Four years ago, a deadly terror attack took place at the Kehilat Bnei Torah synagogue and Kollel (Torah learning center) in the Har Nof neighborhood in Jerusalem. Five worshippers and one police officer were killed by two terrorists - and the incident shook the nation and the entire world.
Arutz Sheva visited the scene of the attack this week to learn firsthand how the world of Torah learning has strengthened and expanded in the four years after the massacre.
Elimelech Berman, studies daily at the Kollel and was a member of the Kollel at the time of the incident as well. "At the 6:30 prayer service, two terrorists came in in the middle of the prayers", Berman recalls, "they started slaughtering the people that were praying inside."
Inside the synagogue we meet Yitzi Levine, the bereaved son of Rabbi Kalman Levine, who was murdered in the attack.
"They came with knives and one gun", explains Levine, "they were shooting and killing people... chopping them down."
"My father was after his own prayers, he came to the synagogue to do something. He was outside of the hall so they hit him first, and that gave people a chance to run out."
Levine emphasizes the fact that the murderous attack took place in a synagogue: "It's not a war zone, not even a place of politics, it's a sanctuary. It feels very strange to attack a location like this, it feels very hateful and very antisemitic. It reminds us older and darker times of attacks against Jews because they're Jews."
After the massacre, the Kollel decided to expand in memory of the victims.The main program that was strengthened was the night Kollel - a unique program that invites working men to sit down and learn Torah in the Kollel every evening.
This is the true revenge, explains Elimelech Berman: "A person feels is that he wants a revenge. We took this to a place where revenge wasn't about going to kill out the people who tried to hurt us. What we did was strengthen our Torah studies and our prayers, trying to brings ourselves to a higher level - and that's the revenge that a Jew needs to take."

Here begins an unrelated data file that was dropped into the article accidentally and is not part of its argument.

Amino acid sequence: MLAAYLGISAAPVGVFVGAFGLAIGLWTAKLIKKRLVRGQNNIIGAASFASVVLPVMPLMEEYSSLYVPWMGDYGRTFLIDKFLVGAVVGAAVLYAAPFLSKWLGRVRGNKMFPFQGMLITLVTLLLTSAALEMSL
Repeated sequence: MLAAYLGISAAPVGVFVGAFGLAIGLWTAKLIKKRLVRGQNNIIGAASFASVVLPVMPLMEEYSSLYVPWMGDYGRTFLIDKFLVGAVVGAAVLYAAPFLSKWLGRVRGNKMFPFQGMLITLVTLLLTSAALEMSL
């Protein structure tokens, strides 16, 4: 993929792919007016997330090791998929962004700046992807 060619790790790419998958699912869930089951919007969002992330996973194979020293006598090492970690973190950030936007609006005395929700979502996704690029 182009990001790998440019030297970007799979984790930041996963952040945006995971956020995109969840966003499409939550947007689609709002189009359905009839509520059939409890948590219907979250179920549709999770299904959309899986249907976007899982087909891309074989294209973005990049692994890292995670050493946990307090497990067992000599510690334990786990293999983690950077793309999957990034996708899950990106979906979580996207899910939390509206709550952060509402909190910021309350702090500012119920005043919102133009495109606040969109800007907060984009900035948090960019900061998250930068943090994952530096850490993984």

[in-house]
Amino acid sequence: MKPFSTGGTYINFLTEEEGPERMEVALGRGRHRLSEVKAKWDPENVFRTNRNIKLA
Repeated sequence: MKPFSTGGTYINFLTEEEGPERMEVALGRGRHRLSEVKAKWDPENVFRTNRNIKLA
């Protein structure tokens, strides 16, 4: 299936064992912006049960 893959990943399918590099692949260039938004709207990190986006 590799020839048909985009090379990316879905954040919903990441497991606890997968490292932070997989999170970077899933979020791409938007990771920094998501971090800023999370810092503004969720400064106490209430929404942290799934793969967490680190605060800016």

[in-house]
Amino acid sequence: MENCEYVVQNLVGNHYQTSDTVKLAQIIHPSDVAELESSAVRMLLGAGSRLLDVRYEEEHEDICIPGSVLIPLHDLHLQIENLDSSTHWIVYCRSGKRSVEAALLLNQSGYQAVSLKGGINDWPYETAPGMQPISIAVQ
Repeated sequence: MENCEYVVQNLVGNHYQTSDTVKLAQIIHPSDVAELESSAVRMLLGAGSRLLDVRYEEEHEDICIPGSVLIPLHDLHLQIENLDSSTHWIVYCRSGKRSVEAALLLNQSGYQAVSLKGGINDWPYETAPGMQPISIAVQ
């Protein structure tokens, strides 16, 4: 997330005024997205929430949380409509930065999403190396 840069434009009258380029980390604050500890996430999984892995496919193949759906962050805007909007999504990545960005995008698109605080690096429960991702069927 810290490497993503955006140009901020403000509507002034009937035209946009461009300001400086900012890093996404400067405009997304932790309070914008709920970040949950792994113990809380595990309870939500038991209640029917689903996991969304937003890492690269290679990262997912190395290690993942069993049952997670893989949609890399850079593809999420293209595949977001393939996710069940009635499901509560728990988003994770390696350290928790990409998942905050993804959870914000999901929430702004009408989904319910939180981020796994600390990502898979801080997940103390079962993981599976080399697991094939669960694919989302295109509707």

As a bereaved son, Yitzi Levine sees a special significance and meaning to the Torah study in memory of the victims.
"A person doesn't exist just in this life", he explains, "as long as something I did here continues, essentially I am really still alive. What they did here (in the Kollel) is keeping these people alive with us by bringing more Torah, and this Torah is connected to them."
"It gives a lot of comfort," Levine says, "because on some level I believe he (my father) is still alive. If he was alive he would want to learn Torah and gain more Torah and Mitzvot. As a son, I feel more obligated... I wasn't so religious when the terror attack happened, but today I am one-hundred-percent religious, sitting and learning over here."
In wake of the Pittsburgh massacre, we ask unfortunately experienced terror-stricken Israelis for their advice - how do you rise above the tragedy?
"That's what you have to do", says Berman, "you have to get up and continue, that's what's life about in any way. When we have signs from G-d that we have to strengthen and make ourselves better, we use it as a tool o bring ourselves to a higher level."
The activity of the Kollel is supported by many donors from around the world. Levine expresses his personal gratitude to those who keep his father alive. "It's not only to commemorate", he emphasizes, "rather actually giving them (the victims) some sort of living. So keep on going and contribute as much as you could. Because for me as a son I want to keep him alive obviously, as much as I could."